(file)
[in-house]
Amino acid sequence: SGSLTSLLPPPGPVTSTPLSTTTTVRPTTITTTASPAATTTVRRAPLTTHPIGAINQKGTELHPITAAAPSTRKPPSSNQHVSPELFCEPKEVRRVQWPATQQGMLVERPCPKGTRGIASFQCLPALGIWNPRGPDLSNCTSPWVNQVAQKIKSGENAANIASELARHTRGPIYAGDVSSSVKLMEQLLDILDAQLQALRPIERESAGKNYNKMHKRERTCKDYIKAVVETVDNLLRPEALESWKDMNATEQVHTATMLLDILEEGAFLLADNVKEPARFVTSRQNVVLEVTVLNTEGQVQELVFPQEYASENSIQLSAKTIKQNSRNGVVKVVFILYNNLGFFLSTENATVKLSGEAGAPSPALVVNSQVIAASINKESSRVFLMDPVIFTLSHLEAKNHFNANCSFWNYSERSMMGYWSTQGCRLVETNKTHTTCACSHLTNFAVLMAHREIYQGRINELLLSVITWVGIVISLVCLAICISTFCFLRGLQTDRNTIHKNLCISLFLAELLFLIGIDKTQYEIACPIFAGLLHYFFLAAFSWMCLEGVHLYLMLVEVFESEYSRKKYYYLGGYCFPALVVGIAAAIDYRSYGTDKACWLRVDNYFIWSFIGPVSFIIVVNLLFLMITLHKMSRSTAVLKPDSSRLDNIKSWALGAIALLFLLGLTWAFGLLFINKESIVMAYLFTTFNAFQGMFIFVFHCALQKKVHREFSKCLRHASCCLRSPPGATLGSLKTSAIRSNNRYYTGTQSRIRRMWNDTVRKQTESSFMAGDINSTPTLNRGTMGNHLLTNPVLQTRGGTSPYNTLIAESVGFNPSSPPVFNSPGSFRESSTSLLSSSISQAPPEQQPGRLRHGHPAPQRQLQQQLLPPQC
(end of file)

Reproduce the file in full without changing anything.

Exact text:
[in-house]
Amino acid sequence: SGSLTSLLPPPGPVTSTPLSTTTTVRPTTITTTASPAATTTVRRAPLTTHPIGAINQKGTELHPITAAAPSTRKPPSSNQHVSPELFCEPKEVRRVQWPATQQGMLVERPCPKGTRGIASFQCLPALGIWNPRGPDLSNCTSPWVNQVAQKIKSGENAANIASELARHTRGPIYAGDVSSSVKLMEQLLDILDAQLQALRPIERESAGKNYNKMHKRERTCKDYIKAVVETVDNLLRPEALESWKDMNATEQVHTATMLLDILEEGAFLLADNVKEPARFVTSRQNVVLEVTVLNTEGQVQELVFPQEYASENSIQLSAKTIKQNSRNGVVKVVFILYNNLGFFLSTENATVKLSGEAGAPSPALVVNSQVIAASINKESSRVFLMDPVIFTLSHLEAKNHFNANCSFWNYSERSMMGYWSTQGCRLVETNKTHTTCACSHLTNFAVLMAHREIYQGRINELLLSVITWVGIVISLVCLAICISTFCFLRGLQTDRNTIHKNLCISLFLAELLFLIGIDKTQYEIACPIFAGLLHYFFLAAFSWMCLEGVHLYLMLVEVFESEYSRKKYYYLGGYCFPALVVGIAAAIDYRSYGTDKACWLRVDNYFIWSFIGPVSFIIVVNLLFLMITLHKMSRSTAVLKPDSSRLDNIKSWALGAIALLFLLGLTWAFGLLFINKESIVMAYLFTTFNAFQGMFIFVFHCALQKKVHREFSKCLRHASCCLRSPPGATLGSLKTSAIRSNNRYYTGTQSRIRRMWNDTVRKQTESSFMAGDINSTPTLNRGTMGNHLLTNPVLQTRGGTSPYNTLIAESVGFNPSSPPVFNSPGSFRESSTSLLSSSISQAPPEQQPGRLRHGHPAPQRQLQQQLLPPQC